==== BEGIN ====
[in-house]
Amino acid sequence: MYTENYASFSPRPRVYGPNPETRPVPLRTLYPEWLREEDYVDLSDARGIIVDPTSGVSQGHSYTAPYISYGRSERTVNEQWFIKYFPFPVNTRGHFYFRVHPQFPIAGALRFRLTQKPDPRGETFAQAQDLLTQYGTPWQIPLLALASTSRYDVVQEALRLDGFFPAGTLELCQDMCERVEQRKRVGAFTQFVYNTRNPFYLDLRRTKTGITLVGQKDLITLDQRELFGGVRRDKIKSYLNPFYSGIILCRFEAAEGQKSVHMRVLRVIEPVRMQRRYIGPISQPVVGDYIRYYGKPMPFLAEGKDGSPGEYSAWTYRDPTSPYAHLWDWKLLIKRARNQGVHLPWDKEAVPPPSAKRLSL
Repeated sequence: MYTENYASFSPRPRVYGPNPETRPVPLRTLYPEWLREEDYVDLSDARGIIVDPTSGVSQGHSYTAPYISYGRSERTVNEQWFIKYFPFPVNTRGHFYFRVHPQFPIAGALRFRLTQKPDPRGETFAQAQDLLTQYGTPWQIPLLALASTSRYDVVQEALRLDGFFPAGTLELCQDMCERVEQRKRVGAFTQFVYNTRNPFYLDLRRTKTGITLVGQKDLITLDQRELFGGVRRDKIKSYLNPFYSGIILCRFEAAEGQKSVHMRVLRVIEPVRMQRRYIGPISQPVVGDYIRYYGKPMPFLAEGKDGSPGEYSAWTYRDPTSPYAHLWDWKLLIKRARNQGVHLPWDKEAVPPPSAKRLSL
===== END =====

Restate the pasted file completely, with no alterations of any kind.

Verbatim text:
[in-house]
Amino acid sequence: MYTENYASFSPRPRVYGPNPETRPVPLRTLYPEWLREEDYVDLSDARGIIVDPTSGVSQGHSYTAPYISYGRSERTVNEQWFIKYFPFPVNTRGHFYFRVHPQFPIAGALRFRLTQKPDPRGETFAQAQDLLTQYGTPWQIPLLALASTSRYDVVQEALRLDGFFPAGTLELCQDMCERVEQRKRVGAFTQFVYNTRNPFYLDLRRTKTGITLVGQKDLITLDQRELFGGVRRDKIKSYLNPFYSGIILCRFEAAEGQKSVHMRVLRVIEPVRMQRRYIGPISQPVVGDYIRYYGKPMPFLAEGKDGSPGEYSAWTYRDPTSPYAHLWDWKLLIKRARNQGVHLPWDKEAVPPPSAKRLSL
Repeated sequence: MYTENYASFSPRPRVYGPNPETRPVPLRTLYPEWLREEDYVDLSDARGIIVDPTSGVSQGHSYTAPYISYGRSERTVNEQWFIKYFPFPVNTRGHFYFRVHPQFPIAGALRFRLTQKPDPRGETFAQAQDLLTQYGTPWQIPLLALASTSRYDVVQEALRLDGFFPAGTLELCQDMCERVEQRKRVGAFTQFVYNTRNPFYLDLRRTKTGITLVGQKDLITLDQRELFGGVRRDKIKSYLNPFYSGIILCRFEAAEGQKSVHMRVLRVIEPVRMQRRYIGPISQPVVGDYIRYYGKPMPFLAEGKDGSPGEYSAWTYRDPTSPYAHLWDWKLLIKRARNQGVHLPWDKEAVPPPSAKRLSL